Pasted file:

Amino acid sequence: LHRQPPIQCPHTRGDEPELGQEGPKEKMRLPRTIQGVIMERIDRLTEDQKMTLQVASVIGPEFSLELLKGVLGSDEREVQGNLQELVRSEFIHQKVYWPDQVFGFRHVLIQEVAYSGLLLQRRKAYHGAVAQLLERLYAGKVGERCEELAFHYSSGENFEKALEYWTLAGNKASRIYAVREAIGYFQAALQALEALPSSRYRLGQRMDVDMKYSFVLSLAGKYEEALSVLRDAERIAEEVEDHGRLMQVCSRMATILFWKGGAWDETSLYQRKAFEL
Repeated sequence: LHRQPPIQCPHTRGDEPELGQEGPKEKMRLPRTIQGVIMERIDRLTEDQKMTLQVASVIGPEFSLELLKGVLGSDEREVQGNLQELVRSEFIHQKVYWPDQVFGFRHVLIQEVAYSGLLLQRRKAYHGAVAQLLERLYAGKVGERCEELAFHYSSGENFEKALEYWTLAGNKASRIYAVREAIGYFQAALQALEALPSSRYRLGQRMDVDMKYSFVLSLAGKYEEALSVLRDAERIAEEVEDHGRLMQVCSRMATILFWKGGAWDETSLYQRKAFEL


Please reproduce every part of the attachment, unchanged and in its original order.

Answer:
Amino acid sequence: LHRQPPIQCPHTRGDEPELGQEGPKEKMRLPRTIQGVIMERIDRLTEDQKMTLQVASVIGPEFSLELLKGVLGSDEREVQGNLQELVRSEFIHQKVYWPDQVFGFRHVLIQEVAYSGLLLQRRKAYHGAVAQLLERLYAGKVGERCEELAFHYSSGENFEKALEYWTLAGNKASRIYAVREAIGYFQAALQALEALPSSRYRLGQRMDVDMKYSFVLSLAGKYEEALSVLRDAERIAEEVEDHGRLMQVCSRMATILFWKGGAWDETSLYQRKAFEL
Repeated sequence: LHRQPPIQCPHTRGDEPELGQEGPKEKMRLPRTIQGVIMERIDRLTEDQKMTLQVASVIGPEFSLELLKGVLGSDEREVQGNLQELVRSEFIHQKVYWPDQVFGFRHVLIQEVAYSGLLLQRRKAYHGAVAQLLERLYAGKVGERCEELAFHYSSGENFEKALEYWTLAGNKASRIYAVREAIGYFQAALQALEALPSSRYRLGQRMDVDMKYSFVLSLAGKYEEALSVLRDAERIAEEVEDHGRLMQVCSRMATILFWKGGAWDETSLYQRKAFEL